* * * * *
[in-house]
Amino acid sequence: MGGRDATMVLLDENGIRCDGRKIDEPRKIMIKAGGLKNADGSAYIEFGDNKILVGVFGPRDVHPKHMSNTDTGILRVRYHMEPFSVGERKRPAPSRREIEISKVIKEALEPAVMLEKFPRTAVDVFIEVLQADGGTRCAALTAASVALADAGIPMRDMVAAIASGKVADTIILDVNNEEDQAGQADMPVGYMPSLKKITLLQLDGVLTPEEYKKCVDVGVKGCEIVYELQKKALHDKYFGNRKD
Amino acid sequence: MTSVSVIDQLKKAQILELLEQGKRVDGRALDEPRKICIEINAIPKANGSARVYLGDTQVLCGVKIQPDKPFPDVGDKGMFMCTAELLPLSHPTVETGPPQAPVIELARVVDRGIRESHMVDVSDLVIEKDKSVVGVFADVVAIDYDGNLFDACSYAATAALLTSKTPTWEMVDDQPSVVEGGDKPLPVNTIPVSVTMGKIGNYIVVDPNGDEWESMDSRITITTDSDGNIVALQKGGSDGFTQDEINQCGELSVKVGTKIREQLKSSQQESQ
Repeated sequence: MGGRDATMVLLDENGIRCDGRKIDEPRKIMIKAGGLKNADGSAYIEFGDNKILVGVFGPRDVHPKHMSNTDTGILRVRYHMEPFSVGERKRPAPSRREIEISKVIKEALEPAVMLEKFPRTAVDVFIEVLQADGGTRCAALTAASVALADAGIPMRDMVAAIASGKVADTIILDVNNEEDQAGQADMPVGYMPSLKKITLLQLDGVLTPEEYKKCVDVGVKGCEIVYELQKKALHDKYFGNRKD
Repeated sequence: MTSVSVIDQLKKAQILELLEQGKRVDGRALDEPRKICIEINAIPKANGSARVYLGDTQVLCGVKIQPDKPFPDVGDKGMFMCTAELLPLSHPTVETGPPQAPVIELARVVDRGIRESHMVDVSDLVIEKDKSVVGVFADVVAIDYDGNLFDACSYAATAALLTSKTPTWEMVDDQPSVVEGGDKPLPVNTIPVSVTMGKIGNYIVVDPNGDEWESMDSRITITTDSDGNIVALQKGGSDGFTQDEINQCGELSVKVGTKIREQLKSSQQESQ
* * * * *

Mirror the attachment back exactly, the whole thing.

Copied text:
[in-house]
Amino acid sequence: MGGRDATMVLLDENGIRCDGRKIDEPRKIMIKAGGLKNADGSAYIEFGDNKILVGVFGPRDVHPKHMSNTDTGILRVRYHMEPFSVGERKRPAPSRREIEISKVIKEALEPAVMLEKFPRTAVDVFIEVLQADGGTRCAALTAASVALADAGIPMRDMVAAIASGKVADTIILDVNNEEDQAGQADMPVGYMPSLKKITLLQLDGVLTPEEYKKCVDVGVKGCEIVYELQKKALHDKYFGNRKD
Amino acid sequence: MTSVSVIDQLKKAQILELLEQGKRVDGRALDEPRKICIEINAIPKANGSARVYLGDTQVLCGVKIQPDKPFPDVGDKGMFMCTAELLPLSHPTVETGPPQAPVIELARVVDRGIRESHMVDVSDLVIEKDKSVVGVFADVVAIDYDGNLFDACSYAATAALLTSKTPTWEMVDDQPSVVEGGDKPLPVNTIPVSVTMGKIGNYIVVDPNGDEWESMDSRITITTDSDGNIVALQKGGSDGFTQDEINQCGELSVKVGTKIREQLKSSQQESQ
Repeated sequence: MGGRDATMVLLDENGIRCDGRKIDEPRKIMIKAGGLKNADGSAYIEFGDNKILVGVFGPRDVHPKHMSNTDTGILRVRYHMEPFSVGERKRPAPSRREIEISKVIKEALEPAVMLEKFPRTAVDVFIEVLQADGGTRCAALTAASVALADAGIPMRDMVAAIASGKVADTIILDVNNEEDQAGQADMPVGYMPSLKKITLLQLDGVLTPEEYKKCVDVGVKGCEIVYELQKKALHDKYFGNRKD
Repeated sequence: MTSVSVIDQLKKAQILELLEQGKRVDGRALDEPRKICIEINAIPKANGSARVYLGDTQVLCGVKIQPDKPFPDVGDKGMFMCTAELLPLSHPTVETGPPQAPVIELARVVDRGIRESHMVDVSDLVIEKDKSVVGVFADVVAIDYDGNLFDACSYAATAALLTSKTPTWEMVDDQPSVVEGGDKPLPVNTIPVSVTMGKIGNYIVVDPNGDEWESMDSRITITTDSDGNIVALQKGGSDGFTQDEINQCGELSVKVGTKIREQLKSSQQESQ